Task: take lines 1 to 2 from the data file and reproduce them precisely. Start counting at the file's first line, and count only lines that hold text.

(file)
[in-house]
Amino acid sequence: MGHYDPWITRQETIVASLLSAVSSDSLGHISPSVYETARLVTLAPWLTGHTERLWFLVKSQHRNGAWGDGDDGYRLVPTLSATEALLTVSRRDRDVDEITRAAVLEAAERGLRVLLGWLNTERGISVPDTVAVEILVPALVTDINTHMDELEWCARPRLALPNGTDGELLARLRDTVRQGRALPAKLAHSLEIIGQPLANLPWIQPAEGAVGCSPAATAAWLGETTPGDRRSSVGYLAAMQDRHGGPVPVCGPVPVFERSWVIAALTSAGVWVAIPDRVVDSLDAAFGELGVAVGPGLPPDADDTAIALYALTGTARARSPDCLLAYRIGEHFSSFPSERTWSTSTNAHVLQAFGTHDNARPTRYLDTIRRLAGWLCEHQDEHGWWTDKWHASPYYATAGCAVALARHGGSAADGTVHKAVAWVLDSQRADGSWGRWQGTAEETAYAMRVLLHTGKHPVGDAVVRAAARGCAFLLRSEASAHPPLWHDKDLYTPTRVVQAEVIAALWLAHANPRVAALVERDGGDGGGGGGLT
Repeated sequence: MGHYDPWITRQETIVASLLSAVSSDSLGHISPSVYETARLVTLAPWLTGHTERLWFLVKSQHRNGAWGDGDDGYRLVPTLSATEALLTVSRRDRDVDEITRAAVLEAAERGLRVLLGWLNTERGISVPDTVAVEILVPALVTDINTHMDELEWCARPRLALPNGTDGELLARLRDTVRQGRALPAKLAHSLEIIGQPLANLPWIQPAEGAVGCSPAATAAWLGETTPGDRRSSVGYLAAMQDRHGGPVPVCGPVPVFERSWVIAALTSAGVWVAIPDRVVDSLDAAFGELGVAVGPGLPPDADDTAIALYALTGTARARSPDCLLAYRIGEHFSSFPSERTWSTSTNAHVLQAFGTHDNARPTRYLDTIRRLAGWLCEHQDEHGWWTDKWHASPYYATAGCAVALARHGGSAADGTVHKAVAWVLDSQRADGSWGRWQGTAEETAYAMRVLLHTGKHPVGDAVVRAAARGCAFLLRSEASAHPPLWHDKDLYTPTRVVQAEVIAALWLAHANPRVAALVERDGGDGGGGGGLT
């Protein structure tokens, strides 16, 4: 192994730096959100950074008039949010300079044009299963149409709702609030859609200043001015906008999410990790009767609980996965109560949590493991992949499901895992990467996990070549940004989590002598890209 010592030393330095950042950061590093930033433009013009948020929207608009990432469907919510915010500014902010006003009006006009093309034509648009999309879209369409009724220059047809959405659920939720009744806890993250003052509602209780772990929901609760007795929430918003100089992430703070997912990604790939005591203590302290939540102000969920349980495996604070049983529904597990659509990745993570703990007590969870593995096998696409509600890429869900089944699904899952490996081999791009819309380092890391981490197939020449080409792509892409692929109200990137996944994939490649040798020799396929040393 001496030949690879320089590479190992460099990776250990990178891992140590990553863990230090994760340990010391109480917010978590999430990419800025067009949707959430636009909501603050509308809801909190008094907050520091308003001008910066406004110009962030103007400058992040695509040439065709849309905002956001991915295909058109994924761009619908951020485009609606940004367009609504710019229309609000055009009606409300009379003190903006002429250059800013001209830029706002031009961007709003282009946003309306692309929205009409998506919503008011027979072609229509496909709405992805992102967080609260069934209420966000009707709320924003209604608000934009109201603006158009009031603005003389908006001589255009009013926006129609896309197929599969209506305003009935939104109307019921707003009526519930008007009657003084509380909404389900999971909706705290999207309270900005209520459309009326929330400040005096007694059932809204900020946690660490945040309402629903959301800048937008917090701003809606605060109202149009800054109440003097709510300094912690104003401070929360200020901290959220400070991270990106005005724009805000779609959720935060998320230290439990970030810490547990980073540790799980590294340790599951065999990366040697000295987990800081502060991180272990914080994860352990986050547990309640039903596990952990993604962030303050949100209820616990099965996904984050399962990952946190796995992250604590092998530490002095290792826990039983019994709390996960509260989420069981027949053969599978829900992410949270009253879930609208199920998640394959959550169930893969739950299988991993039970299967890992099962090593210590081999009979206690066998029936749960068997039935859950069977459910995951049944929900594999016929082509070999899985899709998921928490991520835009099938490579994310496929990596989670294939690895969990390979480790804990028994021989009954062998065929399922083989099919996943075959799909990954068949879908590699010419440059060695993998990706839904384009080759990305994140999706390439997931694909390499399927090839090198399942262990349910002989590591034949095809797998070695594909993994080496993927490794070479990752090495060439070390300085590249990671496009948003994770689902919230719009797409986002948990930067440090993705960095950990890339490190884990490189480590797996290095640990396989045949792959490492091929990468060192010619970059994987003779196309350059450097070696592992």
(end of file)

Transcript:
[in-house]
Amino acid sequence: MGHYDPWITRQETIVASLLSAVSSDSLGHISPSVYETARLVTLAPWLTGHTERLWFLVKSQHRNGAWGDGDDGYRLVPTLSATEALLTVSRRDRDVDEITRAAVLEAAERGLRVLLGWLNTERGISVPDTVAVEILVPALVTDINTHMDELEWCARPRLALPNGTDGELLARLRDTVRQGRALPAKLAHSLEIIGQPLANLPWIQPAEGAVGCSPAATAAWLGETTPGDRRSSVGYLAAMQDRHGGPVPVCGPVPVFERSWVIAALTSAGVWVAIPDRVVDSLDAAFGELGVAVGPGLPPDADDTAIALYALTGTARARSPDCLLAYRIGEHFSSFPSERTWSTSTNAHVLQAFGTHDNARPTRYLDTIRRLAGWLCEHQDEHGWWTDKWHASPYYATAGCAVALARHGGSAADGTVHKAVAWVLDSQRADGSWGRWQGTAEETAYAMRVLLHTGKHPVGDAVVRAAARGCAFLLRSEASAHPPLWHDKDLYTPTRVVQAEVIAALWLAHANPRVAALVERDGGDGGGGGGLT